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Israel: Ultra-Orthodox Jews reject Covid-19 lockdown 

A health officer checks a citizen in ambulance as a precaution against coronavirus (Covid-19) in Tel Aviv, Israel on 3 April 2020 [Nir Keidar/Anadolu Agency]
A health officer checks a citizen in an ambulance as a precaution against the coronavirus (Covid-19) in Tel Aviv on 3 April 2020 [Nir Keidar/Anadolu Agency]

Ultra-Orthodox Jews in Israel have rejected full lockdown regulations, pushing the government to a lower danger threshold and allow partial closures, Arab48.com reported on Sunday.

Prime Minister Benjamin Netanyahu and his cabinet announced on Saturday that a curfew was to start in 40 “red” cities in Israel, in addition to closing schools and limiting gatherings in those areas.

According to Haaretz, after protests by rabbis Netanyahu told ultra-Orthodox ministers, including Interior Minister Arye Dery and Yaakov Litzman, on Sunday that synagogues will remain open during the upcoming Jewish holidays even if a lockdown is imposed.

Deputy Health Minister Yoav Kish told Kan Radio that all sections of the population have their own views and put pressure on elected officials. “Sure, we consider our Haredi partners,” he said. “Every party has its own constituency and we have to pay the price for ours without breaching the health balance.”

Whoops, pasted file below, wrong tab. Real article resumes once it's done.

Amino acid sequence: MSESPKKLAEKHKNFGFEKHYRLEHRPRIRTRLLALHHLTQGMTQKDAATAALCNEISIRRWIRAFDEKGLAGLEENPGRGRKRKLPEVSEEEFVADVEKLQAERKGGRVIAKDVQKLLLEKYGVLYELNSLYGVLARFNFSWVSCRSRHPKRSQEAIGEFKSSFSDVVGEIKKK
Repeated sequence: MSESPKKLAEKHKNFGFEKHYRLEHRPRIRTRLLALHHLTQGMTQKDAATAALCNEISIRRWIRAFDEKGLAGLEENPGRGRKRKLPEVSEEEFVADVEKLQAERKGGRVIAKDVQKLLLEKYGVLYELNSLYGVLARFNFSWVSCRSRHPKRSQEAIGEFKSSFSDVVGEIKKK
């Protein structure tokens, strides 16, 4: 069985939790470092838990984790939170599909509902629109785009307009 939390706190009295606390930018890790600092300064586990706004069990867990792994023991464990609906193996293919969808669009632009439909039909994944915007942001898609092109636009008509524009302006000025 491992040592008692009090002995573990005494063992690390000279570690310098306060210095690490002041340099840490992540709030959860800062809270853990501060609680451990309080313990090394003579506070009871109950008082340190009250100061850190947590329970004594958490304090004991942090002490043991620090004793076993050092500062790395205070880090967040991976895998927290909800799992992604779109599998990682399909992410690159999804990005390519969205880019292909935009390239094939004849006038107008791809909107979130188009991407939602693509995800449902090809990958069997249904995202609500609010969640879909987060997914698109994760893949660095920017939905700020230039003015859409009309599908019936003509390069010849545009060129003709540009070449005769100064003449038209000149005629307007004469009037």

So-called “red” cities, Kish added, would not have a full lockdown. “We changed the night lockdown and we have to cooperate with the population in order to defeat the virus.”

READ: Israeli rights group calls on Israel to stop punishing measures against Gaza

Commenting on surrendering to Haredi pressure, Meretz Chairwoman Tamar Zandberg said that this is “much more” than political. “The farce of the ‘red’ cities is further proof that a prime minister accused of bribery is incapable of fulfilling his role… Netanyahu needs this alliance [with the ultra-Orthodox parties] to gain immunity from justice, and we will all pay the price in health and life.”

The Former Chairman of the Coronavirus Committee and Yesh Atid MK Ofer Shelah pointed out that, “The worst thing is the hesitation, indecision and action out of political pressure that characterises Netanyahu’s default government in every matter, and in this matter as well.”

Meanwhile, Haaretz reported Avigdor Lieberman, the head of Yisrael Beiteinu party, saying that Israelis are “all hostages” before adding, “Due to the anger of the ultra-Orthodox parties, Netanyahu’s alternative will still be a general closure [during the holidays]. Netanyahu is not afraid of God but of his representatives in the Knesset.”

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